Additive Manufacturing Strategies

The Form 1+ Conquers a T-Rex with Museum Quality 3D Print

ST Medical Devices

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trex4When someone thinks of consumer level, at-home 3D printing, they probably either picture a MakerBot FDM-based printer, or a FormLabs SLA-based printer. Perhaps this is because these companies are the leaders within their sub-markets, or perhaps they were the two companies featured on the recent 3D printing documentary that hit Netflix, ‘Print the Legend.’ Recently at the Inside 3D Printing Conference in Santa Clara, the 3DPrint.com team had a chance to meet several of the guys at FormLabs, as they showcased their new materials, the Form1+ 3D printer, and their awesome personalities.

We have done numerous stories on different objects that have been printed on the FormLabs Form1+ 3D printer over the last few months, as it seems as though every one that we cover outdoes the last. The latest of these comes from a company called Peregrine 360 and for those dinosaur lovers out there, this is just what the doctor ordered.

“We are a 3D Design and Prototyping company,” explained Carl Chaumont of Peregrine 360. “Our long term goal is to work along side innovators and support them in turning their design ideas and concepts into fully functional physical models in which we can embed electronic/mechanical features. We want to create new devices that never existed before that can do things people did not know were possible.”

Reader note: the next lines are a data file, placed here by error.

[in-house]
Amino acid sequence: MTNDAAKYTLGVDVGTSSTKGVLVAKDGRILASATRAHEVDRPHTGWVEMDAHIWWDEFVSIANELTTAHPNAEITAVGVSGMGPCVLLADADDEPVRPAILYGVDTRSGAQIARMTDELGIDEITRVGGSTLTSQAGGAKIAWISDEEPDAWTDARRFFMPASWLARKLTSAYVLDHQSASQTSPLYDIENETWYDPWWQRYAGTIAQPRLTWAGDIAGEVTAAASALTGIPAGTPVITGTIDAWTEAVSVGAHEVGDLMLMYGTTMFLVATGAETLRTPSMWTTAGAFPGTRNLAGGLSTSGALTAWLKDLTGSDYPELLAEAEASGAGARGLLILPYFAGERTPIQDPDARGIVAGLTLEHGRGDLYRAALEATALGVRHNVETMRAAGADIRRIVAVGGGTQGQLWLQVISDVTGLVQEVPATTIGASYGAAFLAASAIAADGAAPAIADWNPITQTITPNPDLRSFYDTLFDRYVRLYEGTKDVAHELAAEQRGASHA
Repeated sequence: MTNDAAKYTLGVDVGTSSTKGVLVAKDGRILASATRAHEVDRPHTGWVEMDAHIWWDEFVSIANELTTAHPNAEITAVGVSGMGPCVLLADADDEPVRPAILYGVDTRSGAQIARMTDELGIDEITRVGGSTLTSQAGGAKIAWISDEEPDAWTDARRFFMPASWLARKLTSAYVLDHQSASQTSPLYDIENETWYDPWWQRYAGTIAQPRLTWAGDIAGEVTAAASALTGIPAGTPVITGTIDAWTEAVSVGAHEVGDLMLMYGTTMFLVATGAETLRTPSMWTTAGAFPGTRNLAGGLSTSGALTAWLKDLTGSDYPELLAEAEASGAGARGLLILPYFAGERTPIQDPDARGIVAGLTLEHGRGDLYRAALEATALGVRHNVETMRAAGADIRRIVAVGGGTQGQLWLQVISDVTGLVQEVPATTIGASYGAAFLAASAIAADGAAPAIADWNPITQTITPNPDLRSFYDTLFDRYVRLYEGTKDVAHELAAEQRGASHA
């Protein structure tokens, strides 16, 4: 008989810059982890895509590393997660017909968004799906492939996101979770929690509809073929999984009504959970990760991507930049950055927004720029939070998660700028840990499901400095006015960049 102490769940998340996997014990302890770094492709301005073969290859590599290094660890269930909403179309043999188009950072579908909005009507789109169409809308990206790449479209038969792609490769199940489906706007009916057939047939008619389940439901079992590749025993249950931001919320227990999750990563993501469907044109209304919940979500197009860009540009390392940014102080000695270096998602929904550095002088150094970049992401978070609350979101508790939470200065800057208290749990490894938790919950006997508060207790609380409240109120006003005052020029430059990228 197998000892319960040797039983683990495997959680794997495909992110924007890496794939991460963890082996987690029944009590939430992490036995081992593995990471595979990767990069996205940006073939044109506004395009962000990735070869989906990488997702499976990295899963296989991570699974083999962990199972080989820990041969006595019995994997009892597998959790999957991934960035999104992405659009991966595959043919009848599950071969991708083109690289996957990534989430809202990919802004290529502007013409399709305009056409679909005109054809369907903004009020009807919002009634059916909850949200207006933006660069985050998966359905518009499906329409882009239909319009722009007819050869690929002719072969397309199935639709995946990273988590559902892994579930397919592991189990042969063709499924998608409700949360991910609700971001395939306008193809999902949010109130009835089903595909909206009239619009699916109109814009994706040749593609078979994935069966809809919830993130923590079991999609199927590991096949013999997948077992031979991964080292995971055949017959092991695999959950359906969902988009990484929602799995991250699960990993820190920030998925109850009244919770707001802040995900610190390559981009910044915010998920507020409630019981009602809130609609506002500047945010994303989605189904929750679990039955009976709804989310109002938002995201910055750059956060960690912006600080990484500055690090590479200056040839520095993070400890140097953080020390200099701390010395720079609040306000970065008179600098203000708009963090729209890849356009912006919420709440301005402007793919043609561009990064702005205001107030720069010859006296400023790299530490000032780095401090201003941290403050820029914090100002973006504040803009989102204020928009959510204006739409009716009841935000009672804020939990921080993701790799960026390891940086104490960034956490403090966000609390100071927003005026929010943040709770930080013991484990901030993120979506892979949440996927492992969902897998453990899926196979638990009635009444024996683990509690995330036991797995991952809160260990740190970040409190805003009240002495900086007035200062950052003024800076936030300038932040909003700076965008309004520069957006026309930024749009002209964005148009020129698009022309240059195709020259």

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In order to create prototypes for their clients, Peregrine 360 purchased a Form1+ 3D printer, after seeing all of the great creations that others were making on these 3D printers. After printing out a few test prints, and getting used to their new machine, the company decided to try and create something that would really test the quality and capabilities of their new 3D printer.

trex“So we designed a Tyrannosaurus Rex to a high level of detail with small features to test the printer’s limits.”

Once all of the pieces were printed, it was off to assembling the parts. This was the tricky part according to Chaumont, as it led him to a lot of trial and error testing different types of glues. The parts were then spray painted brown, to give them a more legitimate look, and then the T-rex was mounted for display.

It is really amazing how far we have come in the past couple of years, as far as what is possible for individuals and companies using 3D printing technology.  It would have only be a dream three years ago if I told you that you would soon be able to 3D print a full dinosaur skeleton of this quality, in the comfort of your own home.

As you can see in the images, the end results were quite phenomenal, perhaps even close to museum quality. What do you think about this creation? Discuss in the 3D printed T-rex forum thread on 3DPB.com.

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[Source: FormLabs]

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